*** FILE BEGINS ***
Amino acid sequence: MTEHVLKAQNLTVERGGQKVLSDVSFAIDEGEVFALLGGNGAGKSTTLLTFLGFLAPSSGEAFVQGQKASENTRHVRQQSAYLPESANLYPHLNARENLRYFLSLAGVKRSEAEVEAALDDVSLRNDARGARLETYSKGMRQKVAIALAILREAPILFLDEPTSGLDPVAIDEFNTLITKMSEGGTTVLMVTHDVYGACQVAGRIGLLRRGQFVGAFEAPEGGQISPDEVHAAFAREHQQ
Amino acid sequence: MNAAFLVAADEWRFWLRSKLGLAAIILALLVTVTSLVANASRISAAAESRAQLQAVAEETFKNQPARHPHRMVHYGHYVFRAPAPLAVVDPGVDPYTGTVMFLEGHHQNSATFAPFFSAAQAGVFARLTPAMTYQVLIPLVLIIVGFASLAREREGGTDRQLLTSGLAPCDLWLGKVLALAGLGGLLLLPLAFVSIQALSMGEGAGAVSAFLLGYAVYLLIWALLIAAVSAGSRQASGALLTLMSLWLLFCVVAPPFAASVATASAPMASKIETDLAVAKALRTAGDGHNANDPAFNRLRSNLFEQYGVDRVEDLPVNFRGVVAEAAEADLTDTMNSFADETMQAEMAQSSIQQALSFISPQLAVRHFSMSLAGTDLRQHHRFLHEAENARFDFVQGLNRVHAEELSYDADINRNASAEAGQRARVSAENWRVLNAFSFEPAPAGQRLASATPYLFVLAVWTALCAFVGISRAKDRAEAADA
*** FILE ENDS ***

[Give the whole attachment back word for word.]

Amino acid sequence: MTEHVLKAQNLTVERGGQKVLSDVSFAIDEGEVFALLGGNGAGKSTTLLTFLGFLAPSSGEAFVQGQKASENTRHVRQQSAYLPESANLYPHLNARENLRYFLSLAGVKRSEAEVEAALDDVSLRNDARGARLETYSKGMRQKVAIALAILREAPILFLDEPTSGLDPVAIDEFNTLITKMSEGGTTVLMVTHDVYGACQVAGRIGLLRRGQFVGAFEAPEGGQISPDEVHAAFAREHQQ
Amino acid sequence: MNAAFLVAADEWRFWLRSKLGLAAIILALLVTVTSLVANASRISAAAESRAQLQAVAEETFKNQPARHPHRMVHYGHYVFRAPAPLAVVDPGVDPYTGTVMFLEGHHQNSATFAPFFSAAQAGVFARLTPAMTYQVLIPLVLIIVGFASLAREREGGTDRQLLTSGLAPCDLWLGKVLALAGLGGLLLLPLAFVSIQALSMGEGAGAVSAFLLGYAVYLLIWALLIAAVSAGSRQASGALLTLMSLWLLFCVVAPPFAASVATASAPMASKIETDLAVAKALRTAGDGHNANDPAFNRLRSNLFEQYGVDRVEDLPVNFRGVVAEAAEADLTDTMNSFADETMQAEMAQSSIQQALSFISPQLAVRHFSMSLAGTDLRQHHRFLHEAENARFDFVQGLNRVHAEELSYDADINRNASAEAGQRARVSAENWRVLNAFSFEPAPAGQRLASATPYLFVLAVWTALCAFVGISRAKDRAEAADA